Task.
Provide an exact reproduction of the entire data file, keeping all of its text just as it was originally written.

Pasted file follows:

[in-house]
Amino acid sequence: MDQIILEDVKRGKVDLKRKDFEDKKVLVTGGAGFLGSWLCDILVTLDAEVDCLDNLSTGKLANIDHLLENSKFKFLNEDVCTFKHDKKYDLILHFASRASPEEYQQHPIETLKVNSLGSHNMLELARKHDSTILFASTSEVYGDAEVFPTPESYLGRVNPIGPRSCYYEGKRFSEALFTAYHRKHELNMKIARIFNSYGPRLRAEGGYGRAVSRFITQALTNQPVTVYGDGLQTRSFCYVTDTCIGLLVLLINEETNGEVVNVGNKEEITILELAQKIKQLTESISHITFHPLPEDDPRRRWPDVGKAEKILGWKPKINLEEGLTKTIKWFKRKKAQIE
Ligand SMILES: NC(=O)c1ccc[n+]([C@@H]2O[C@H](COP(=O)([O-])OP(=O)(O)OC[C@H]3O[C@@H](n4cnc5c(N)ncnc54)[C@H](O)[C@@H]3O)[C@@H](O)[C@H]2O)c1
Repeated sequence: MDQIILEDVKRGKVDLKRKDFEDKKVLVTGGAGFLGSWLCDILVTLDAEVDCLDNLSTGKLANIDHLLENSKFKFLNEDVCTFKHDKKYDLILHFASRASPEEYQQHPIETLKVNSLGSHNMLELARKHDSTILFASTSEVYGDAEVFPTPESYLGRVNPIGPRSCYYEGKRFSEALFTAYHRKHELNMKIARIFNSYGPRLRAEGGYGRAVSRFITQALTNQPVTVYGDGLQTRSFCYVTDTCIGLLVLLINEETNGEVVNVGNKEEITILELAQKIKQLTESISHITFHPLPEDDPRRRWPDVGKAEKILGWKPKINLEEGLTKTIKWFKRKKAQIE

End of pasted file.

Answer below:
[in-house]
Amino acid sequence: MDQIILEDVKRGKVDLKRKDFEDKKVLVTGGAGFLGSWLCDILVTLDAEVDCLDNLSTGKLANIDHLLENSKFKFLNEDVCTFKHDKKYDLILHFASRASPEEYQQHPIETLKVNSLGSHNMLELARKHDSTILFASTSEVYGDAEVFPTPESYLGRVNPIGPRSCYYEGKRFSEALFTAYHRKHELNMKIARIFNSYGPRLRAEGGYGRAVSRFITQALTNQPVTVYGDGLQTRSFCYVTDTCIGLLVLLINEETNGEVVNVGNKEEITILELAQKIKQLTESISHITFHPLPEDDPRRRWPDVGKAEKILGWKPKINLEEGLTKTIKWFKRKKAQIE
Ligand SMILES: NC(=O)c1ccc[n+]([C@@H]2O[C@H](COP(=O)([O-])OP(=O)(O)OC[C@H]3O[C@@H](n4cnc5c(N)ncnc54)[C@H](O)[C@@H]3O)[C@@H](O)[C@H]2O)c1
Repeated sequence: MDQIILEDVKRGKVDLKRKDFEDKKVLVTGGAGFLGSWLCDILVTLDAEVDCLDNLSTGKLANIDHLLENSKFKFLNEDVCTFKHDKKYDLILHFASRASPEEYQQHPIETLKVNSLGSHNMLELARKHDSTILFASTSEVYGDAEVFPTPESYLGRVNPIGPRSCYYEGKRFSEALFTAYHRKHELNMKIARIFNSYGPRLRAEGGYGRAVSRFITQALTNQPVTVYGDGLQTRSFCYVTDTCIGLLVLLINEETNGEVVNVGNKEEITILELAQKIKQLTESISHITFHPLPEDDPRRRWPDVGKAEKILGWKPKINLEEGLTKTIKWFKRKKAQIE